Fr. Todd Bulletin, November 22, 2020

Dear Sacred Heart and St. Mary’s on the Lake,

Have a Blessed Thanksgiving this week!

One of the silver threads of the Pandemic is that it is has called for inventive ways in reaching out and being present.  One great opportunity is coming from our own Bishop Boyea who is offering a Year of the Bible.  We can participate in it by having daily readings texted right to our phones, as well as other special events throughout the year.  Please read this invitation from Bishop Boyea and sign up for a great opportunity this coming year!

 

Dear Friends,

Why read the Holy Bible? Well, as that great figure of the Early Church, Saint Jerome, said: “Ignorance of Scripture is ignorance of Christ.” Jesus Christ is our reason to read the Holy Bible. It is in the pages of Sacred Scripture that we encounter him; that we get to know him and he gets to know us; that we fall in love with him, and, thus, we discover our deepest peace, happiness and meaning.

That’s why I invite you to join me in reading through the Holy Bible over the course of the next 12 months, starting this Advent. Together, it will be our Year of the Bible. Each day, I will text you or e-mail you a chapter of Sacred Scripture. We will then read it and meditate upon it.

Over the weeks, I’ll also invite you to events; share video reflections with you; and let you know about other Year of the Bible updates. By the end of 12 months, together, we will have made our pilgrimage together.

Do you want to sign up? Well, all you have to do is pick up your cellphone and text the letters BYOB – that stands for Bishop’s Year of the Bible – to 84576 OR go to our Diocese of Lansing website here to sign up: https://www.dioceseoflansing.org/byob

I look forward to journeying with you as we encounter Christ through various books of the Bible over the next 12 months. Let us make this a deeply spiritual year for all of us.

Assuring you of my prayers, I am sincerely yours in Christ,

+ Earl

Bishop of Lansing

 

Fr. Todd Bulletin, November 15, 2020

Dear Sacred Heart and St. Mary’s,

I want to include an update from Sr. Amber Czeiszperger.  She entered Postulancy this past August with the Dominican Sisters of Mary, Mother of the Eucharist located in Ann Arbor.  Postulancy is one year long, during which time she and the order continue discerning if this calling is right for her.  If it is, she would enter into the Novitiate for two years.  After the Novitiate she would take temporary vows for a total of five years.  If after this time she and the community are confident in the calling, then she would take final vows.  Let us keep on accompanying her with our prayers!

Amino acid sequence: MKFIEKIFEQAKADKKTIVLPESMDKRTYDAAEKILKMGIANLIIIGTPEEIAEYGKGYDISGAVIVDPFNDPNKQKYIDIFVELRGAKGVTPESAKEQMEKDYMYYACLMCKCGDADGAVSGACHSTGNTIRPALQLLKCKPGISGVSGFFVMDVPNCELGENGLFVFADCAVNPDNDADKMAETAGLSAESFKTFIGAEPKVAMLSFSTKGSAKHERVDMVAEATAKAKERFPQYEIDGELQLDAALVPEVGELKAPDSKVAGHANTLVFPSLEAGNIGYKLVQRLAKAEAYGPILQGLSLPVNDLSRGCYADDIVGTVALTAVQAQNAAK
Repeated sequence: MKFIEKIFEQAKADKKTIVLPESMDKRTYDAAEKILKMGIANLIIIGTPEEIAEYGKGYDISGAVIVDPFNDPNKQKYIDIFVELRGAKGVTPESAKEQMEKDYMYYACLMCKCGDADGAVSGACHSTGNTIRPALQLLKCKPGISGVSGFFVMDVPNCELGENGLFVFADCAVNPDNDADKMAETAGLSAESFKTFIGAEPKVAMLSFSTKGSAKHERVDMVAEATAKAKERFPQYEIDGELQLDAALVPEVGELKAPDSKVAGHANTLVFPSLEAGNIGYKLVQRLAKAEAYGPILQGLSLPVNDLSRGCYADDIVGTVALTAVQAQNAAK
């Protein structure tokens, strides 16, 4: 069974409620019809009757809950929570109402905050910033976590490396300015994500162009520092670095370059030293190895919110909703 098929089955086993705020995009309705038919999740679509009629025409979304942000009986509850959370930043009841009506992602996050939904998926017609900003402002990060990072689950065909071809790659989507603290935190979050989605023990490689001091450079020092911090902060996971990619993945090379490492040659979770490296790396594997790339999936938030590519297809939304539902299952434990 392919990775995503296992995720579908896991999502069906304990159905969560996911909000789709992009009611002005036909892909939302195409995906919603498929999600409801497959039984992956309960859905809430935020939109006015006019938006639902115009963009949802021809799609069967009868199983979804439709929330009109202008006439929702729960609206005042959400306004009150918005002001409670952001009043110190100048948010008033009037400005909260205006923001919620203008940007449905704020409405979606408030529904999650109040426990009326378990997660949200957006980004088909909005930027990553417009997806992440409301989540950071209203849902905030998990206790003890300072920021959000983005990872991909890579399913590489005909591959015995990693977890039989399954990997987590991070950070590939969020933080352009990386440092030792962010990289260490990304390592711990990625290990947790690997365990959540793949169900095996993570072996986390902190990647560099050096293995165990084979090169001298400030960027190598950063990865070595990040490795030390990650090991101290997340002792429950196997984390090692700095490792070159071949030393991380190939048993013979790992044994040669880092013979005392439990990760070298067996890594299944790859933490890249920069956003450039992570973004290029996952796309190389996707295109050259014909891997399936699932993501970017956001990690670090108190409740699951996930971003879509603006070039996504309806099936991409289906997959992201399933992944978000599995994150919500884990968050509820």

“I am doing very well and could not be more blessed!  God is really spoiling the other Postulants and me.  It is such a gift to have Jesus in my home and be able to be in the presence of the Blessed Sacrament at any time.  I am so privileged to be praying, taking classes, and recreating with my Sisters.  My schedule might sound busy, but it is so rooted in prayer that everything flows so beautifully.  We begin our day with meditation and a Eucharistic Holy Hour, ending with praying Lauds.  Then we participate in Mass before heading to the refectory (our dining room) for breakfast.  After breakfast we do our duties around the house.  I am a kitchen cleaner right now!  I love being in the kitchen every day; we sweep and mop and keep the kitchen in ship shape.  Then we have our classes.  I am taking classes here at the Motherhouse with all the other Postulants.  We are studying the Catechism, Vatican Council II Documents, Dominican Spirituality, Latin, and a few other subjects.  I learn so much every day and am constantly falling deeper in love with God and our life-giving faith!  We recreate together afterward; we like to go on walks and play games like soccer or volleyball.  We have an afternoon class and then Spiritual reading before Vespers and a Community Rosary.  Then we eat dinner together, followed by an activity that we do together, like playing card games, making cards, or telling stories. We pray Compline and afterwards have a study hall and then go to bed.  Saturdays and Sundays are a little bit different of schedules because we don’t have classes, and we still pray the same prayers.  Sundays are big celebrations though!  We don’t do any work on the house, but spend more time together and in prayer.

This is just a general outline of my days.  Every day brings a surprise with it and we hardly know what God will call us to do for and with our Sisters!  Our chapel is so beautiful and I love to spend time in there.  We also have some beautiful grounds, with a creek and some trails.  Something that I love doing is cooking for the other Sisters.  During the week the Novitiate cooks for the Community.  I have cooked a few times and help in the kitchen if I have time.  Besides the chapel and outside, the kitchen is my favorite place to be.  There are about 70 Sisters at the Motherhouse right now, so cooking is a lot of fun!